After the diseased section of bone has been removed, appliance 68 is temporarily fitted into place, and the angulation of the hinged strut assembly is adjusted until it duplicates the contour of the original jawbone. A locking means such as screws 74 are then inserted through holes 73 and threaded into the opposing flange to lock the flanges and struts of assembly 69 in the desired position.
Hinged strut assembly 69 is quite useful as it is often impossible to estimate the desired angulation of a prosthetic appliance until surgery is in progress. The hinged strut assembly can be quickly adjusted while temporarily installed, and then locked in place before permanent installation. The cylindrical form of strut 70 and the socket in the male coupler also assist in aligning and adjusting the position of the appliance, as rotation of the strut assembly with respect to the female coupler is permissible before the strut is locked in the socket.
Hinged strut assembly 69 is also useful in an appliance 78 which terminates at both ends in coupling assemblies 46 and this form of the invention is shown in FIG. 13. This style of the appliance is particularly useful to replace a removed bone section which formed an arcuate portion of the original bone. For example, appliance 78 is useful to reproduce the curvature of the chin in a mandible from which a major part of the body portion has been removed. It is also thought to be possible to build an entire artificial mandible using the various modular components of the invention described above.
The coupling assemblies described thus far are intended to secure together two members which are linearly aligned with respect to each other. However, this appliance is readily adapted for connection of angulated members, and this form of a male coupler 80 is shown in FIGS. 14 and 15. Coupler 80 includes a hollow tubular body portion 81 (or, alternatively, may be formed with an anchor plate as used in the male couplers shown in FIGS. 23) and a wall or boss 82 is formed across one end of the body portion. The boss has an outer face 83, the plane of which is oriented at an acute angle to the longitudinal axis of body portion 81. Extending from the central part of the outer face is a flange 84, and a tapered lock pin 85 is secured to the flange. The flange and lock pin are generally similar to those used in male couplers 22 and 50 described above, but the axis of the lock pin is oriented at about 45 to the longitudinal axis of the body portion. Other angulations can of course be selected depending upon the requirements of the particular surgical problem.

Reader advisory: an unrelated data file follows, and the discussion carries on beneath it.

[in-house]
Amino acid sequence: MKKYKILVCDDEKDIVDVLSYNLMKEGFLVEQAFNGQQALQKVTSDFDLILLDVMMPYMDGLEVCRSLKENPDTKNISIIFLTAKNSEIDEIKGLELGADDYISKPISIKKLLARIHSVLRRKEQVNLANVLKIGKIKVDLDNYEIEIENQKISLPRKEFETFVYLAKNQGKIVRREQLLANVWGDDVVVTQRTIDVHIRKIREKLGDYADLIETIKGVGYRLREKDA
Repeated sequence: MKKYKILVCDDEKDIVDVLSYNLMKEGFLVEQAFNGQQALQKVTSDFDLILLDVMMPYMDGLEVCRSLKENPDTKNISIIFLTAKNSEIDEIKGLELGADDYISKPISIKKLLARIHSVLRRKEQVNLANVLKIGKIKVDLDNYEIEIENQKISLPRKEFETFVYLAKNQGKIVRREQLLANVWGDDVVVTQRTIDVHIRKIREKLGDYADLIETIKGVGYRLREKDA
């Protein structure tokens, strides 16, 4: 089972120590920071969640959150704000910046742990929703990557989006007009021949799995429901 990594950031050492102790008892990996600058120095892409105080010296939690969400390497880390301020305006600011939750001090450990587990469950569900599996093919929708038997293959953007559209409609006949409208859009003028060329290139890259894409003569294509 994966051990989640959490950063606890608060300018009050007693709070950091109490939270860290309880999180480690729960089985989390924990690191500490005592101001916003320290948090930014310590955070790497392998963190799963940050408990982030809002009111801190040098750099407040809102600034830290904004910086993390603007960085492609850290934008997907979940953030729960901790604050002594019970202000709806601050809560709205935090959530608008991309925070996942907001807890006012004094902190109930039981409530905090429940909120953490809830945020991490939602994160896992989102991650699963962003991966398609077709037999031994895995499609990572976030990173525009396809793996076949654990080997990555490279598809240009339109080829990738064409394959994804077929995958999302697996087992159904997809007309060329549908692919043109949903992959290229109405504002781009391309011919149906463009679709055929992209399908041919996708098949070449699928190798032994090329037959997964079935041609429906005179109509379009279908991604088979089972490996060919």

Male coupler is shown in FIG. 15 as engaged with a female coupler 21. It will be clear from this illustration that bones or artificial members secured to the two coupiers will extend away from each other at an angle corresponding to the angulation of the lock pin on the male coupler. This style of the appliance is of course useful in situations where the surgeon cannot estimate in advance what angulation will be required in the prosthetic appliance or bone graft.
The appliances are of course fabricated from materials compatible with the human body, and a variety of plastic and metal materials are available. The couplers are preferably integrally machined from stainless steel or integrally cast from a compatible alloy such as Vitallium. The struts can be metallic, or can be formed from plastic materials such as methyl-methacrylate polymers. Struts made of thermoplastic materials are preferred in some applications as they can be heated and bent or otherwise formed while surgery is in progress.
Although the invention has been described in terms of its application to surgery involving the lower jawbone, it is to be understood that these appliances are also useful in installing grafts or artificial elements in other parts of the body. The appliances are characterized by their flexibility and ease of use, and by the variety of configurations which can be assembled from the several modular components described herein.
What is claimed is:
1. A coupling assembly made of a material suitable for human-body implantation for securing a member to a bone, the bone having a lateral hole drilled therein adjacent one of its ends, the assembly comprising: